Try This Can’t Miss Image Transfer Technique

The other day I was searching for an image transfer technique, and consulted one of my favorite books: Image Transfer Workshop by Darlene Olivia McElroy and Sandra Duran Wilson. Both of these artists have been featured in Cloth Paper Scissors magazine and our Art Lessons series; I often think of them as the scientists of the mixed-media art world because they love discovering new techniques and new ways of doing things. This book does not disappoint.

Image Transfer Workshop has been part of my library for a while, but the information is still completely relevant, useful, and inspirational. If this book isn’t part of your library, I highly recommend you add it. Not only does it feature a ton of incredible transfer processes, but the authors also include troubleshooting tips and helpful information about materials and methods. Their experiments are your ticket to success!

image transfer technique
I’d never done an image transfer technique using printable silk organza, and it came out perfectly. Definitely going to try this one again.

For my piece I decided to go with an image transfer technique that uses ExtravOrganza, inkjet printable silk organza sheets from Jacquard Products. These sheets are semi-transparent, making them perfect for layering. I printed out my photo, making it 6″ x 6″. One great tip offered in the book is that since the sheets are so sheer, it’s best to use images with a lot of contrast and saturation.

Try scanning your artwork and use that for this image transfer technique.

I peeled the image off the backing paper and sprayed it with workable fixative, another great tip from the book. This keeps the image from smearing when you apply any wet medium to it. The image was adhered to a vintage children’s book page using matte gel medium. I’ve seen printed organza attached with stitching, and I’ve always loved the look. But in this step, I realized the cleverness behind this technique: By gluing this sheer layer to a patterned substrate the two meld together, giving the organza the true look of an image transfer.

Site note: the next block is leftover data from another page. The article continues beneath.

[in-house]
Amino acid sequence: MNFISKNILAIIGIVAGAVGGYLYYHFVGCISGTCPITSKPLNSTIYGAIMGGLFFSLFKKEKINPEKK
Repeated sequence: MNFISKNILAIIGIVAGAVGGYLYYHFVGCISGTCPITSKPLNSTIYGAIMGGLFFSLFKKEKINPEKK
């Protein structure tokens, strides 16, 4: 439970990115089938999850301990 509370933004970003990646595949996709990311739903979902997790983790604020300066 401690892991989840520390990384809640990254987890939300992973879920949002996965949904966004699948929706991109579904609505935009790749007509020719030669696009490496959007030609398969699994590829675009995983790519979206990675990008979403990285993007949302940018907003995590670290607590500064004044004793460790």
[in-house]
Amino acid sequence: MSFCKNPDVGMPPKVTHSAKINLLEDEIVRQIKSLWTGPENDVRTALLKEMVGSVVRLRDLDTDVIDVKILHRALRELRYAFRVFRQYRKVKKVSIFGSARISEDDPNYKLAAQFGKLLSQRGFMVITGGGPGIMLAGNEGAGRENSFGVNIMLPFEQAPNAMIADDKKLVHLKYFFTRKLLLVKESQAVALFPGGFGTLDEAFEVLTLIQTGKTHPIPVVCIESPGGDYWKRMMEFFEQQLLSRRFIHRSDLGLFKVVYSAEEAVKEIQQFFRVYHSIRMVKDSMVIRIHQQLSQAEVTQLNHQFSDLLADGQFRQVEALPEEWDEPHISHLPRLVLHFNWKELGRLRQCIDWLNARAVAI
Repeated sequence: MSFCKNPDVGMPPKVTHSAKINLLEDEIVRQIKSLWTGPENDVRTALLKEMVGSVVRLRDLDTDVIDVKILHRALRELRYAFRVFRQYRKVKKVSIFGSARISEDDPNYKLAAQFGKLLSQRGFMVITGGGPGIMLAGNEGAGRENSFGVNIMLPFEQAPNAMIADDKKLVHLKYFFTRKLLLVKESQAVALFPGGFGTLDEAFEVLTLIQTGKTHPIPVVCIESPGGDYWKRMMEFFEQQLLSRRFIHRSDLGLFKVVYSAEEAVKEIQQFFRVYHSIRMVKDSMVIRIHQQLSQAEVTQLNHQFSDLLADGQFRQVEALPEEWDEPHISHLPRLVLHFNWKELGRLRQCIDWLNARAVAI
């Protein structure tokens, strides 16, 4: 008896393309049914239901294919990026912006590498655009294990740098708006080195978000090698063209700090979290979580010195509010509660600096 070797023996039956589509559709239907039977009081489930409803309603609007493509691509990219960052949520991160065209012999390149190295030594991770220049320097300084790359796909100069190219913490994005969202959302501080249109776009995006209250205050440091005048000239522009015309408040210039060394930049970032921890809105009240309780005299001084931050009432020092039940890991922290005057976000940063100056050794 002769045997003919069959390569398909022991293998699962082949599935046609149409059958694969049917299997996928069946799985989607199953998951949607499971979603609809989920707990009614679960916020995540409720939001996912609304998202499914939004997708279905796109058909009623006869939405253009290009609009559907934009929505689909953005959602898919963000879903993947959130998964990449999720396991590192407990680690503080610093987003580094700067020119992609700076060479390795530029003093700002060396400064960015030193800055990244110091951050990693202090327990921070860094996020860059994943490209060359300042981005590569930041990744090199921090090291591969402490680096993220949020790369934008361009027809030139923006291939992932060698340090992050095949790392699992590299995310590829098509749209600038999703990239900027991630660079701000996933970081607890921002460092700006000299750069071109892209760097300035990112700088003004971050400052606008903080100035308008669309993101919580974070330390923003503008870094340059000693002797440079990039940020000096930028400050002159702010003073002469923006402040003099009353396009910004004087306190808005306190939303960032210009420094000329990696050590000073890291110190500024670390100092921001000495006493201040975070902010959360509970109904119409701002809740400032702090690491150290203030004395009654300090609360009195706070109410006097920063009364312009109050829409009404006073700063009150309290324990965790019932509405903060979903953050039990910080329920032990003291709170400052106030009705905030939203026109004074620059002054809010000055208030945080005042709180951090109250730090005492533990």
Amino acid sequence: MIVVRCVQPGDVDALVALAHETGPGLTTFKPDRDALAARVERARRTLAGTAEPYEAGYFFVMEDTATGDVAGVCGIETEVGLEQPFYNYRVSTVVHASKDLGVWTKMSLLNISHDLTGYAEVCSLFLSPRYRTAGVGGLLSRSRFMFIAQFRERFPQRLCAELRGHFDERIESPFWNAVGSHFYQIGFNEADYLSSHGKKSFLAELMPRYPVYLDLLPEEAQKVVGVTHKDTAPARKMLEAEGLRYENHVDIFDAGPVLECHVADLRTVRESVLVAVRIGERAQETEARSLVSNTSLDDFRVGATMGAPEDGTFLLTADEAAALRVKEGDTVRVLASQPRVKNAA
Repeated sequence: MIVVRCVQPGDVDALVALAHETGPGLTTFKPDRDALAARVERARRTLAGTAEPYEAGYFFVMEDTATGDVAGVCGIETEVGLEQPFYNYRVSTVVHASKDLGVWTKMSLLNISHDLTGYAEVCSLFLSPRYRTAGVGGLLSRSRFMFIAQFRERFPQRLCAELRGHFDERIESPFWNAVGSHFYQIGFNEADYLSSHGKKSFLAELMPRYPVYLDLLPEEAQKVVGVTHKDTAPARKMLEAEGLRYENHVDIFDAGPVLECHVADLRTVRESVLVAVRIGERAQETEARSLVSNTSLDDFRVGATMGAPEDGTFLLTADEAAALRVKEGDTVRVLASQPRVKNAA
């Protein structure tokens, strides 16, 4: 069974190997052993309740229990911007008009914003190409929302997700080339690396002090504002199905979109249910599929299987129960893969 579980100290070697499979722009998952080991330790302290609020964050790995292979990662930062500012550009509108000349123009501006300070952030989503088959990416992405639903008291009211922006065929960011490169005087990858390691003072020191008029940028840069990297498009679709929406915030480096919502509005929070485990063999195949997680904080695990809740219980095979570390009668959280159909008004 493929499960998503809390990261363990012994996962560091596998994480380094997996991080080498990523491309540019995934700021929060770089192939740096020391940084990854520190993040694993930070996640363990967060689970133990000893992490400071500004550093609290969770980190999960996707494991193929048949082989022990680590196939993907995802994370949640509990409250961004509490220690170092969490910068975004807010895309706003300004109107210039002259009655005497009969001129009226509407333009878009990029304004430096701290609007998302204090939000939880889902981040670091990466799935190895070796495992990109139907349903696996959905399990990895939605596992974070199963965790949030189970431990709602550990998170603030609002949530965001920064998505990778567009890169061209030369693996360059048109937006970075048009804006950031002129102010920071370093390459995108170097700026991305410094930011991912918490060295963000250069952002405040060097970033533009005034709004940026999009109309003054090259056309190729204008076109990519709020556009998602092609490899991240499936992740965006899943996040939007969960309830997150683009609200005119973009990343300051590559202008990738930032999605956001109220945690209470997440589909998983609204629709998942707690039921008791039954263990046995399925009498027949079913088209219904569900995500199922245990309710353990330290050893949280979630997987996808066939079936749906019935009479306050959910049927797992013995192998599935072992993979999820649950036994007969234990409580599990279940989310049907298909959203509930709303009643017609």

image transfer technique
Matte medium dries clear, so it’s great for adhering the transfer to paper.

I wanted to keep the transfer the focal point of the piece, so I added just a few other elements. I used torn corrugated cardboard as a substrate and layered gauze over it, tacking it in place in a few spots with white glue.

Corrugated cardboard works great as a substrate for mixed-media artwork.

Leaves were stitched on the book page and transfer, using 3 strands of dark green embroidery thread. I sketched the design first with pencil to make sure I knew where I was going.

Stitching on paper lends great texture and interest.

Since the book page was very fragile, before I started stitching I glued lightweight paper to the back, using glue stick. This gave me a much stronger foundation to work on.

Got crumbly paper? No problem! Just glue some lightweight paper to the back to reinforce it.

The page was glued to the trimmed substrate, and leaf and flower motifs were stenciled on the book page with white acrylic paint and a sponge. I dabbed a bit of the paint on the cardboard as well.

A few stencil images add nice details without taking away from the image transfer technique.

And finally, I attached a dried leaf to the bottom with waxed linen thread.

I keep a tub of dried leaves and use them often as embellishments.

This image transfer technique was such a success, and you can bet I’m using this book as a reference again. I’ve already earmarked polymer clay transfers, a reverse monoprint technique, and a method for creating gel skins. Returning to Image Transfer Workshop reminded me that older books are fantastic resources for all aspects of mixed media. They’re like old friends, always there for you and ready to be your support!

I was inspired by another book, Amplified Art by Kass Hall, to create a fun art journal page that can be used in mixed-media artwork in so many different ways. Read about it in this blog post!

Are these books part of your mixed-media library? They’re packed with techniques and projects that you won’t want to miss!

In Image Transfer Workshop by Darlene Olivia McElroy and Sandra Duran Wilson, discover innovative ways to create image transfers for all types of mixed-media art.
When you need a little creative inspiration, Art at the Speed of Life by Pam Carriker has ideas, tips, and projects galore.
Learn how to transform your own handwriting into fun, fanciful lettering in The Art of Whimsical Lettering by Joanne Sharpe.
Let Dorit Elisha teach you the basics and beyond of printmaking, including monotypes, collographs, and more in Printmaking and Mixed Media: Simple Techniques and Projects for Paper and Fabric.



Blog, Mixed-Media Techniques


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